Y offers the firearms for sale to retailers and to wholesale distributors and makes occasional sales at retail. Actual sales to wholesale distributors, however, make up a very small percentage of Y's sales. Because of the relatively small volume of sales to wholesale distributors, some articles, even though offered to wholesale distributors, have been sold only to retail dealers. The articles that Y actually sells only to retail dealers will be referred to as article 1 and the articles that Y sells to wholesale distributors will be referred to as article 2.
X's selling price of article 1 to Y is less than 90 percent of Y's lowest price to independent retailers and X's selling price of article 2 to Y is less than 95 percent of Y's price to wholesale distributors.
LAW AND ANALYSIS
Section 4181 of the Code imposes an excise tax on the sale of various firearms by the manufacturer, producer, or importer.
Section 4216(b)(1)(C) of the Code states that if a taxable article is sold otherwise than through an arm's length transaction and at less than fair market price, a constructive sale price must be used to compute the tax imposed under Chapter 32 of the Code. The constructive sale price is based upon the Secretary's determination of the price at which such articles are sold by manufacturers or producers in the ordinary course of trade.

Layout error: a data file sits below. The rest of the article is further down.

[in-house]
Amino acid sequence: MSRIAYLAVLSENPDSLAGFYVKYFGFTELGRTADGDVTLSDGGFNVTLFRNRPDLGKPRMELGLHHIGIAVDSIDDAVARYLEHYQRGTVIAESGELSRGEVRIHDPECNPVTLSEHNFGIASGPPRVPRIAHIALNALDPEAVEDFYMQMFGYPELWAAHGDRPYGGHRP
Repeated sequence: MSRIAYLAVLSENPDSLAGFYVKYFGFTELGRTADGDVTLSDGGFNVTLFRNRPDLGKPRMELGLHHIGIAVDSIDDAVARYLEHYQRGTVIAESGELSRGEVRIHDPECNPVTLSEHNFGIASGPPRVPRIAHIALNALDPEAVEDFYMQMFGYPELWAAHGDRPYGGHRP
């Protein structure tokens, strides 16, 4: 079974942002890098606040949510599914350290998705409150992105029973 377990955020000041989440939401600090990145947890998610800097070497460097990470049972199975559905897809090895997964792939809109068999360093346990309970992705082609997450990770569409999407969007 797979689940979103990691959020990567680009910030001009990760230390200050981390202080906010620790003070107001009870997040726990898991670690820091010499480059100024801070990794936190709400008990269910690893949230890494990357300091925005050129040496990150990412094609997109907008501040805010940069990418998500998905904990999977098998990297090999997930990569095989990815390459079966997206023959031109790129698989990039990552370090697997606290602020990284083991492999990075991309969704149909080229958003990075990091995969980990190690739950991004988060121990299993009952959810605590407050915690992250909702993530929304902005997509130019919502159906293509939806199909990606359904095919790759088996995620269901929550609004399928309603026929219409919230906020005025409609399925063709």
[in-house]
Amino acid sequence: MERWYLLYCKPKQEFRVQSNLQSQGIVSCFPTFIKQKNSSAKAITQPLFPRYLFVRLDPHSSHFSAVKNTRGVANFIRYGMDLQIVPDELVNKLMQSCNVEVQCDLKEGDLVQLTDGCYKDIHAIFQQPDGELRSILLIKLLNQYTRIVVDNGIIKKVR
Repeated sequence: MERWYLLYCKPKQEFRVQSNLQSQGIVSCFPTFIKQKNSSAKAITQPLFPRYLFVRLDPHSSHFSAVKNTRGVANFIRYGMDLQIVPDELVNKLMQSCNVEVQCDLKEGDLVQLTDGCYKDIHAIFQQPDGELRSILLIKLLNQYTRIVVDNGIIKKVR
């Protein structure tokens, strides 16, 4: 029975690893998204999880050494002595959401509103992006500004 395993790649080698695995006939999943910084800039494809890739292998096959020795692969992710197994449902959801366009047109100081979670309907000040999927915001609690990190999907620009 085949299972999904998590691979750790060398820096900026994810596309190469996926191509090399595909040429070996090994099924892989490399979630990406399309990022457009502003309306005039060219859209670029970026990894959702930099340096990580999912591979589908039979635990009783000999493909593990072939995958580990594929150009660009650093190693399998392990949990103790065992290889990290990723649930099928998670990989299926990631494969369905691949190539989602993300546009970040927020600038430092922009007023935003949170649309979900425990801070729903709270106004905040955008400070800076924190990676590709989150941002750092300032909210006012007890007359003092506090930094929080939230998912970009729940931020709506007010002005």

Under section 48.4216-2(e) of the Manufacturers and Retailers Excise Tax Regulations, a sale is considered to be made under circumstances other than at 'arm's length' if: (1) one of the parties is controlled (in law or in fact) by the other, or there is common control, or (2) the sale is made under special arrangements between a manufacturer and a purchaser.